VOL. 128 | NO. 5 | Tuesday, January 8, 2013
Appraisal Institute President Pushes for Appraiser Education
By JONATHAN DEVIN
Kids aren’t the only ones with “back to school” on their minds this week. Members of the Appraisal Institute in Memphis are responding to a leadership push to develop the education of Memphis-area appraisers by seeking special designations.
“This year the Appraisal Institute is making a big push with our candidacy program, which is to encourage members to attain those designations,” said Michelle Alexander, newly elected president of the Appraisal Institute in Memphis, referring to the MAI and SRA designations.
“It is a far cry from the basic requirements of state certification. We require experience and we require demonstration of your knowledge. That’s my big push, to get these guys to the next level.”
Alexander herself holds the MAI and MRICS designations.
The move is meant to ensure quality of appraisers’ work, to bolster their reputations, and generally to protect the public’s best interest.
Alexander said she didn’t believe Memphis-area appraisers were doing a bad job, but that written appraisals can be challenged and emotional property owners sometimes make them out to be bad guys.
The more appraisers can do to prove their abilities, the better, she said.
The process to attain designations can be time-consuming and takes a financial commitment, though, and for appraisers who work for themselves, that can be a big challenge to furthering their education.
Alexander spent about five years attaining her designations through Appraisal Institute and traveled to cities like Nashville, Atlanta, Houston, and Boulder, Colo., to take courses not offered in Memphis.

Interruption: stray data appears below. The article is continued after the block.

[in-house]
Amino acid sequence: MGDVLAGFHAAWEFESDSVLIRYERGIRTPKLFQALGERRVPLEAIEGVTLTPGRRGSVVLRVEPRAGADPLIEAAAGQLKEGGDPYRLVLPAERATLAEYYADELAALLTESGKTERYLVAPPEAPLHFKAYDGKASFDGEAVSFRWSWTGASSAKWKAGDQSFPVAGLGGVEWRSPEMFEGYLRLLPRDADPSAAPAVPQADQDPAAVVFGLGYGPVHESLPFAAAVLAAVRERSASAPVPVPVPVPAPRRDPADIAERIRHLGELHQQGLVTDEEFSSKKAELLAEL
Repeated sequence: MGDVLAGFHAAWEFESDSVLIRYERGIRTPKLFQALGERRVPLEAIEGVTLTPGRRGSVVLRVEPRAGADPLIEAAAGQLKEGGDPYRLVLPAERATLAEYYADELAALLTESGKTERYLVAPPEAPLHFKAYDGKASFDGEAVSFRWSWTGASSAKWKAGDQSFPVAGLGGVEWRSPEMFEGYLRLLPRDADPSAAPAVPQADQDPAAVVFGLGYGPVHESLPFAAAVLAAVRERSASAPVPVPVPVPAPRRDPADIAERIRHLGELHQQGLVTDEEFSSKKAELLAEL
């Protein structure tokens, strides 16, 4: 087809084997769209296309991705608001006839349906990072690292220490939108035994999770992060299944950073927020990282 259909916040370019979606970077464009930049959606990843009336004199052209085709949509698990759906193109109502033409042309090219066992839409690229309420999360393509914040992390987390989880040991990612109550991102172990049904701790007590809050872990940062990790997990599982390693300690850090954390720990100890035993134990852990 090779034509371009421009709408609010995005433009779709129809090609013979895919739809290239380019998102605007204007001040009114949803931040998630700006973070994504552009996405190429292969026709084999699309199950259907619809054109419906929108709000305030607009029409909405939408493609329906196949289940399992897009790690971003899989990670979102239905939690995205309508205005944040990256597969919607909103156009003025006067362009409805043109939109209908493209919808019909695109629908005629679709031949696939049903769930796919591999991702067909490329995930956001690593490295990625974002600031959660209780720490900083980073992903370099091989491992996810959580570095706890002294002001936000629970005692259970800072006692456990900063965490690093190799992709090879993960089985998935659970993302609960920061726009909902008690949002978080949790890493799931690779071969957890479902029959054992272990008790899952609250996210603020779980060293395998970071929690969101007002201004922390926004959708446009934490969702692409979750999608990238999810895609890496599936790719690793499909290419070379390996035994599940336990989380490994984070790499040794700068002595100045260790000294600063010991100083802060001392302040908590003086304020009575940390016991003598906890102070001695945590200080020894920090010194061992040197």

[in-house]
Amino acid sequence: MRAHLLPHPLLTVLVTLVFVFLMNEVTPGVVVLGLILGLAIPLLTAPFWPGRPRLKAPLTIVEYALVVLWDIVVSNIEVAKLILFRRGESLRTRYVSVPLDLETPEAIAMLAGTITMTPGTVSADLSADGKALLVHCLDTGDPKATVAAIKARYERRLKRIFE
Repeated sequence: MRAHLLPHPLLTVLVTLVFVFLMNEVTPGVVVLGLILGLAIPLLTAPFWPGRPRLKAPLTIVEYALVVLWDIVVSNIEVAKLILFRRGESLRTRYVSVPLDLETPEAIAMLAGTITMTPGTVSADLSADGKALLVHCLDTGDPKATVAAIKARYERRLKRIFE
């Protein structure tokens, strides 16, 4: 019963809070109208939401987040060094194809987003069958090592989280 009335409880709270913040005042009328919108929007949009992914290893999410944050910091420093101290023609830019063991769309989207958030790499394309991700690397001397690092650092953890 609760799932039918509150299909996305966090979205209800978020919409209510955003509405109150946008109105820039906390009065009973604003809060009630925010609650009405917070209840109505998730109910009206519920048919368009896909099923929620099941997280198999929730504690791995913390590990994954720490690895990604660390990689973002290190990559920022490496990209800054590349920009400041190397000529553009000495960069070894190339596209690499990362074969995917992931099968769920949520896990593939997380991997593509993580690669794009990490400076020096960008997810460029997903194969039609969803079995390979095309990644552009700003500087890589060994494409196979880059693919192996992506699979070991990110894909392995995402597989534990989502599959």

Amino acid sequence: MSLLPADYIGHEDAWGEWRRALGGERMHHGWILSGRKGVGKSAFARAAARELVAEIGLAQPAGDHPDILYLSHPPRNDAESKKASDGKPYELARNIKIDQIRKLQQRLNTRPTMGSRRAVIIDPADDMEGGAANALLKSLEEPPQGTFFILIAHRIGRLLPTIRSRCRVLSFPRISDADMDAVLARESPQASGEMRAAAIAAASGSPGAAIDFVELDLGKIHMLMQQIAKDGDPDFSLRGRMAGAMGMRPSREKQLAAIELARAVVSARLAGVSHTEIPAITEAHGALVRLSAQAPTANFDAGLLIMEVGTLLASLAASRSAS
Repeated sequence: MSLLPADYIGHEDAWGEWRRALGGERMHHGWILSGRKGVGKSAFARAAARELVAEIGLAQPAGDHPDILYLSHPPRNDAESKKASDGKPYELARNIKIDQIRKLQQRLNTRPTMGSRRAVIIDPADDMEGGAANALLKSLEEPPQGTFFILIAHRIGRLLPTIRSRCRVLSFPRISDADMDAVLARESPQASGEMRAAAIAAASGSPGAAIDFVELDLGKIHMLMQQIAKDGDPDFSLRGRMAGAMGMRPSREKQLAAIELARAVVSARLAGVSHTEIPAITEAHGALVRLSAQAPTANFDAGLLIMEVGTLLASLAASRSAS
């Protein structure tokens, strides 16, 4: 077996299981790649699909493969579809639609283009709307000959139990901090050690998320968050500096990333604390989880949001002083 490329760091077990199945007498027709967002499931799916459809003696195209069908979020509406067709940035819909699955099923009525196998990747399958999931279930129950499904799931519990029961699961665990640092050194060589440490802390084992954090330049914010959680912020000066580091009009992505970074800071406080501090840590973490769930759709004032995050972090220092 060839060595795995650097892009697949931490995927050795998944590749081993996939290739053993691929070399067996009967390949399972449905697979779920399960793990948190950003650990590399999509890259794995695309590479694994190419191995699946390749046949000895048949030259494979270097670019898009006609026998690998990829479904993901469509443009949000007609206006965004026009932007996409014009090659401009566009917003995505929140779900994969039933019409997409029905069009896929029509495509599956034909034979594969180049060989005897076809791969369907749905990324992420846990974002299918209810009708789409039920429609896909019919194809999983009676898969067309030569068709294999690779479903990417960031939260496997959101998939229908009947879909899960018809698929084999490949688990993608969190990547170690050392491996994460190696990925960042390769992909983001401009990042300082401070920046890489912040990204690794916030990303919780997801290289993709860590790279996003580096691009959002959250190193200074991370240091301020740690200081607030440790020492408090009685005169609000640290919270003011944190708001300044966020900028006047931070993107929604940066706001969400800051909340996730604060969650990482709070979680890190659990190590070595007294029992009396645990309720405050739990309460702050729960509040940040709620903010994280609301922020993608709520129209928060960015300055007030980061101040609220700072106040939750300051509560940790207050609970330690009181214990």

In town, there are proprietary companies that offer appraisal courses and sometimes the University of Memphis offers them, but Alexander believes the Appraisal Institute does the best job of staying ahead of market trends and helping appraisers develop peer relationships.
The candidacy program includes an advisory program in which designated members provide mentoring for candidates.
Currently there are 111 Appraisal Institute members in the Memphis market, 69 of which hold designations. The candidacy program kicked off last summer and by the end of the year, 29 more members had signed on.
The education is also important, said Alexander, because many appraisers like her got into the business by accident.
In 1989, Alexander took a job with Integra Realty Resources, where she still works today, as a part-time secretary. She eventually moved to full-time, then office manager, then assistant to the owner. She decided to take appraisal classes so she would have a better understanding of the business in 1997.
“This is not what I intended to be when I grew up,” said Alexander, now a director at Integra. “This was not intended to be a career.”
But then the shoe fit.
“I’m a math nerd,” Alexander said. “This career gives the opportunity to get into some statistical analysis. I’m a commercial appraiser so I’m turning out a term paper, 100 plus pages long, every week. It’s something different every day.”
Integra is a nationwide franchise with 60 offices and includes residential appraisal, although Alexander’s office is strictly commercial.
She has previously served as the Appraisal Institute’s vice president and secretary/treasurer.
The Memphis market, she said, is getting back on track after the recession with industrial property and multifamily developments leading the recovery.
During the recession, her office stayed busy helping banks and their clients renegotiate financing and, later on, doing appraisals for foreclosures.
“It never ceases to amaze me what people will use an appraisal for,” Alexander said. “Appraisers don’t just do appraisals. A lot of us do consulting work. We might work with developers. We may write market studies for presentation for developers to take to investors.
“Things are starting to recover. We’re starting to see new construction, which held off while we were recovering from the housing market. We’ve seen concessions go away and make the multifamily project attractive for investors.”